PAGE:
Twinned statues decorated the end of the bridge, pale marble women over a span tall, each with one breast bared and a hand raised to point toward something in the sky. In Ebou Dar, a bare chest symbolized openness and honesty. Ignoring stares, he climbed up beside one of the women, steadying himself with an arm around her waist. A street ran along the canal, and two more split off at angles ahead, all full of people and carts, sedan chairs and wagons and coaches. Someone shouted in a rough voice about real women being warmer, and a number in the crowd laughed. White plumes appeared from behind a blue-lacquered coach on the left-hand fork.

Leaping down, he pushed up the street after her, ignoring the curses of those he bumped. It was an odd chase. In the mass of people, with wagons and coaches constantly getting in his way, he could not keep a clear sight of the hat from the street. Scampering up the broad marble steps of a palace, he got another glimpse, then scurried back down to shove ahead. The rim of a tall fountain gave him yet another view, then an upended barrel against a wall, and a crate that had just been unloaded from an oxcart. Once he clung to the side of a wagon until the driver threatened him with her whip. With all the climbing and looking, he did not narrow the Darkfriend’s lead very much. But then, he still had no notion what to do if he caught her. Suddenly, when he hoisted himself up onto the narrow coping along the face of one of the big houses, she was not there anymore.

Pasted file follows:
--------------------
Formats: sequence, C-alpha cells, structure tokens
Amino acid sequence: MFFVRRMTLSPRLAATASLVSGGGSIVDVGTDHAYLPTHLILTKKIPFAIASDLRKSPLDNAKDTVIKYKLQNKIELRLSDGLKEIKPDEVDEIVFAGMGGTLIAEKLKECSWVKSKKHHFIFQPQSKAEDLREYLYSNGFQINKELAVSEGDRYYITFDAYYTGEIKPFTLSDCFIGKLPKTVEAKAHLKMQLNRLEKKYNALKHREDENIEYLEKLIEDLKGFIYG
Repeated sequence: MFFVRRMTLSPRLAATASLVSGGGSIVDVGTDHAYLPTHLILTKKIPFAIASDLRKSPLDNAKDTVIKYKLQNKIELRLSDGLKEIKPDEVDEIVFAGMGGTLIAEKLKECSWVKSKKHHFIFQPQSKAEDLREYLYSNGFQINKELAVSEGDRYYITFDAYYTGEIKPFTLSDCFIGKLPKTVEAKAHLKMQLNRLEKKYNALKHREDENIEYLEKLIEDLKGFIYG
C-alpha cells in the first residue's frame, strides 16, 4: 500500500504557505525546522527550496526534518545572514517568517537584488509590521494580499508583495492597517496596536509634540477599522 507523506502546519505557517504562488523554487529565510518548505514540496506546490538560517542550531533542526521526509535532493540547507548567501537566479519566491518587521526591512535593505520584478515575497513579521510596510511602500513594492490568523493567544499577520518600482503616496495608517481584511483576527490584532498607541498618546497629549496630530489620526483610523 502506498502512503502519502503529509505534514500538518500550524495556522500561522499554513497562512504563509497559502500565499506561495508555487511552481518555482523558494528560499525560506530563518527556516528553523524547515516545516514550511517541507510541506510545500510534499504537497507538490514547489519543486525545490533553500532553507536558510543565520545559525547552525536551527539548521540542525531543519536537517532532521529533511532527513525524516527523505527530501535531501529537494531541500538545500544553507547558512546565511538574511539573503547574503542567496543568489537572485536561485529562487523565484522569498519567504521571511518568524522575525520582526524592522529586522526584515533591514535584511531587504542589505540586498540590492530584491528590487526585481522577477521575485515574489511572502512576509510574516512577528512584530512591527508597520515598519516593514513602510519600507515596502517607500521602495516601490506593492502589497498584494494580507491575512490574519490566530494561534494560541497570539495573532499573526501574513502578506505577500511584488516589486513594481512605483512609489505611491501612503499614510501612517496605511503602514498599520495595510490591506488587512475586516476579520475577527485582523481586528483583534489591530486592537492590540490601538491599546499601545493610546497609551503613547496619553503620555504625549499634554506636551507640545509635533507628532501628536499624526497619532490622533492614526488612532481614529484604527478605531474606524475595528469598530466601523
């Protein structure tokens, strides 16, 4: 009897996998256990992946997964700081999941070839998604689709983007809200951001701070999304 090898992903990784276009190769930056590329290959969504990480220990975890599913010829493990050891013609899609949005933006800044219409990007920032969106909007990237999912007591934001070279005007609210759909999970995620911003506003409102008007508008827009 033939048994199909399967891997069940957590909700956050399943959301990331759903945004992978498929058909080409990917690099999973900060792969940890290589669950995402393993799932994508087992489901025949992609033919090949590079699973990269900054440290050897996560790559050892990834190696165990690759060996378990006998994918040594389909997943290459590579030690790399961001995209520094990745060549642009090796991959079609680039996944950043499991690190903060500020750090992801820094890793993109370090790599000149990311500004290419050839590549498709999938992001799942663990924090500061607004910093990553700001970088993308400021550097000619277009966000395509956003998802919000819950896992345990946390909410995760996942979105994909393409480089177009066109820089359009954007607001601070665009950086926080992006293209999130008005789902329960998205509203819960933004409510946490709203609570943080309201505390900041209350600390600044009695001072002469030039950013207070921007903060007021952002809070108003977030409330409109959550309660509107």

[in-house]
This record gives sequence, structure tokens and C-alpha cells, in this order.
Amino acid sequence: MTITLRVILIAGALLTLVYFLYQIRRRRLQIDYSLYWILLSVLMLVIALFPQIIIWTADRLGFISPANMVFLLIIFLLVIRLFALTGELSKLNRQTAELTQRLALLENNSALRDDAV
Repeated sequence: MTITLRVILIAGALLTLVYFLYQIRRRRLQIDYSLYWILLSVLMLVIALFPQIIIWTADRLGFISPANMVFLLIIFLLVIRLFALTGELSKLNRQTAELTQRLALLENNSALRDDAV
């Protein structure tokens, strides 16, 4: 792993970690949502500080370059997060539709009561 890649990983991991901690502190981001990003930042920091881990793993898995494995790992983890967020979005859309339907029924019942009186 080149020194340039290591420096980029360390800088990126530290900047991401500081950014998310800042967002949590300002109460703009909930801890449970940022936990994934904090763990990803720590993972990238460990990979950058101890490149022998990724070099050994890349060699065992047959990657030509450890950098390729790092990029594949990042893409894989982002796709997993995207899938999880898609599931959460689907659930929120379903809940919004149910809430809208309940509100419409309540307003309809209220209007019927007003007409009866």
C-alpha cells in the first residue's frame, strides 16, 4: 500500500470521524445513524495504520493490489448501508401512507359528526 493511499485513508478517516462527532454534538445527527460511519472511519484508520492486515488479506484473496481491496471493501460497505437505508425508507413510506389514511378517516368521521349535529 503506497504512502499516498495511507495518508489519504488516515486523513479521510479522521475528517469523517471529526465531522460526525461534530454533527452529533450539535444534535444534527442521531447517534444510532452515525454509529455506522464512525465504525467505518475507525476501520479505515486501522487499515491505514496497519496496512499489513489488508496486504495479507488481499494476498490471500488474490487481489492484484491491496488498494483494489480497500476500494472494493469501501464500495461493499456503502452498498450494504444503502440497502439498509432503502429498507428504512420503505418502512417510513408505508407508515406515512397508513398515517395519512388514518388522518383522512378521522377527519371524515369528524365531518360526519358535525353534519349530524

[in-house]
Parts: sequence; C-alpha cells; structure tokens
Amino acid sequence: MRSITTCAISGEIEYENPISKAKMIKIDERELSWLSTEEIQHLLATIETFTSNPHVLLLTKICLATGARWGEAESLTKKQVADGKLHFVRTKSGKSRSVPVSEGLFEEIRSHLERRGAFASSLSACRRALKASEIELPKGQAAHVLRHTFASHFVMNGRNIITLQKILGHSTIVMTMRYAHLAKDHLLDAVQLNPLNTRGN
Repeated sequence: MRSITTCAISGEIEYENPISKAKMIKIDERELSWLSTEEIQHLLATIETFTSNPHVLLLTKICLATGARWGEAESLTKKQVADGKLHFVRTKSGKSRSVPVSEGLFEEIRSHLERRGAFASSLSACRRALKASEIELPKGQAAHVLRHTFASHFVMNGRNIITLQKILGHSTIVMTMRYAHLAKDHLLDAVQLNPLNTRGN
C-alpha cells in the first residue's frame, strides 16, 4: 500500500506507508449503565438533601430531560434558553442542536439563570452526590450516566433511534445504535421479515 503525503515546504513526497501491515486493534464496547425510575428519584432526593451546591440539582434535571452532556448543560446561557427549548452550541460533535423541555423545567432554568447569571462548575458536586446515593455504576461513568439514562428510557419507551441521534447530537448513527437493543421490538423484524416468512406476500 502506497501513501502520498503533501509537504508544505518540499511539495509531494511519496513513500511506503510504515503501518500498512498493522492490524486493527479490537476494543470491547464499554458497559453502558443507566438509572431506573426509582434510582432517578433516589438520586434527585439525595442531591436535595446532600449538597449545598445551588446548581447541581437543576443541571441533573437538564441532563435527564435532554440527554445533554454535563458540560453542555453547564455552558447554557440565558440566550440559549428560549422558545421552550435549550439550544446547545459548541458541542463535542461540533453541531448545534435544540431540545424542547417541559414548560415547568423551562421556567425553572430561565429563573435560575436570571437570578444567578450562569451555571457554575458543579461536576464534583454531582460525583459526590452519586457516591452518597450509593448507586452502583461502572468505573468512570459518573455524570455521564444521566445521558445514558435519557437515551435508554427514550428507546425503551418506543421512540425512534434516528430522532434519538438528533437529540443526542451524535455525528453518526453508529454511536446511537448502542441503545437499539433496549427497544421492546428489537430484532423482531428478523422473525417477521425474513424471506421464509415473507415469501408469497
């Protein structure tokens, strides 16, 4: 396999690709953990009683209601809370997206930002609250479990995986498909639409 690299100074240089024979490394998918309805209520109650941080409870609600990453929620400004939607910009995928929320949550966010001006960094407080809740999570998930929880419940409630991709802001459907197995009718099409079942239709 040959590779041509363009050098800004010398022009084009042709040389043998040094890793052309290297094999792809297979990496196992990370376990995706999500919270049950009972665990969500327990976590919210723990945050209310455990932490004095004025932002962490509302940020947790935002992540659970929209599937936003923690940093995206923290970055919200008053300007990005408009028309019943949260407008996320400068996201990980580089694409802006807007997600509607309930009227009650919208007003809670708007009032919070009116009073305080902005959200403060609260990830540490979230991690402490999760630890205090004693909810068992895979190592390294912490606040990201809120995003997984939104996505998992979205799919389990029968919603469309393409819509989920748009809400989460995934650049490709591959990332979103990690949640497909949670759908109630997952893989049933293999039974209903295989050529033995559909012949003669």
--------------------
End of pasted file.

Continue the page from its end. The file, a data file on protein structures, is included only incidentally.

Frantically he looked up and down the street. The white plumes no longer waved through the crowd. In easy sight were half a dozen houses much like the one he was clinging to, several palaces of various sizes, two inns, three taverns, a cutler’s shop with a knife and a pair of scissors on its sign, a fishmonger with a board painted in fifty kinds of fish, two rugweavers with unrolled carpets spread on tables beneath awnings, a tailor’s shop and four cloth sellers, two shops displaying lacquerware, a goldsmith, a silversmith, a livery stable... The list was too long. She could have gone into any of them. Or none. She might have taken a turn he had not seen.